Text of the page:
The Indigenous Australian Students: A Case Study on Commercialization of Continuous Education

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Despite constraints students may face in online learning such as fear of technology, different levels of skills, literacy levels, and not being able to correspond in the language of a course, online learning is an increasingly attractive option for students undertaking higher education studies in Australia. It has been claimed that successful (online) learning initiatives for Indigenous students depend on their active participation in the learning task, where active participation is deeply embedded in student-centred learning which utilises a variety of methods and resources to facilitate their learning. Anecdotal evidence from online courses which use the discussion board as a learning tool suggests that the participation rate of Indigenous students in such forum is lower than that for other Australians. Given most campuses of the University of South Australia have specifically set-up Indigenous Students’ ICT laboratories, access to ICT resources may not be a barrier for most students, so what else affect their low participation in online learning activity? This paper presents the findings of an internet survey of 110 University of South Australia students both Indigenous and non-Indigenous about their views of the use of the discussion board as a learning tool in their studies. Factors which impede Indigenous students’ use of the discussion forum as an online learning tool are described together with suggestions of teaching and learning strategies for considerations by curriculum designers and teaching staff.

Keywords: Indigenous Australians, Discussion Board, Online Learning, Participation Rate, Online Learning Interactivity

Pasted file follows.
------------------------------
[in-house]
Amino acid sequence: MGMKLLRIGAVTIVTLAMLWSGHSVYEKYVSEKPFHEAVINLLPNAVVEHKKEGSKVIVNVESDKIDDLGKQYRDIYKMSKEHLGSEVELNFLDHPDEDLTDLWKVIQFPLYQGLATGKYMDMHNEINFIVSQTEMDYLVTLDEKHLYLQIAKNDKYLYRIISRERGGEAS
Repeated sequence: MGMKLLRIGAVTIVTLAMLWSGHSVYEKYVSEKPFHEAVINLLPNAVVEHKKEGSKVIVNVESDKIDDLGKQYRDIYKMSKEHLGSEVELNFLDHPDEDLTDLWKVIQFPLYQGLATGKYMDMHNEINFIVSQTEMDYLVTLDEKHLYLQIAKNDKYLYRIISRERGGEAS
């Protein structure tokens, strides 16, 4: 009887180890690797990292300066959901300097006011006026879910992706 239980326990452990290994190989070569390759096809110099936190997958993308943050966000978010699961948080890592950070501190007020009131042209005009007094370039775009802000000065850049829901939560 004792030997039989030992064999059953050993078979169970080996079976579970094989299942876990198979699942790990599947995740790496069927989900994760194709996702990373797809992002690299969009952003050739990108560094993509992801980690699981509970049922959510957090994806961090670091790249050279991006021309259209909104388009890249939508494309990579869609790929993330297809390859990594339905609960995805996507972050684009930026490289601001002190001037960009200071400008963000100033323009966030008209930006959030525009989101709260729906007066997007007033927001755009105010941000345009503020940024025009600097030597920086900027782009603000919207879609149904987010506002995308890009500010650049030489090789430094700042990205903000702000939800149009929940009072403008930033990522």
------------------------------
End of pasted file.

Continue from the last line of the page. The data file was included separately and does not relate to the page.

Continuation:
Stream: Technology in Education
Presentation Type: Paper Presentation in English
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Dr. Tangi Steen

Senior Lecturer, Division of Education, Arts and Social Sciences
The David Unaipon College of Indigenous Education and Research, University of South Australia

Adelaide, South Australia, Australia

I am a Senior Lecturer and Program Director for Honours & PhD, and course co-ordinator for several computing-related courses at The David Unaipon College of Education and Research (DUCIER) within the Division of Education, Arts and Social Sciences, University of South Australia. My academic and research interests are in the area Information and Communications Technology (ICT) and its uses in Indigenous students’ learning and research. My PhD research focuses on the problem solving strategies that students use when they encounter difficulties in ICT. These strategies were found not only to depend on students' level of ICT competencies but also on a number of social and cultural factors which influence their learning of ICT. One of my current research projects is to do with exploring appropriate technologies besides radio broadcasting for effective delivery and dissemination of health information for Indigenous peoples in regional and remote communities of South Australia and the Northern Territory.

Ref: T08P0225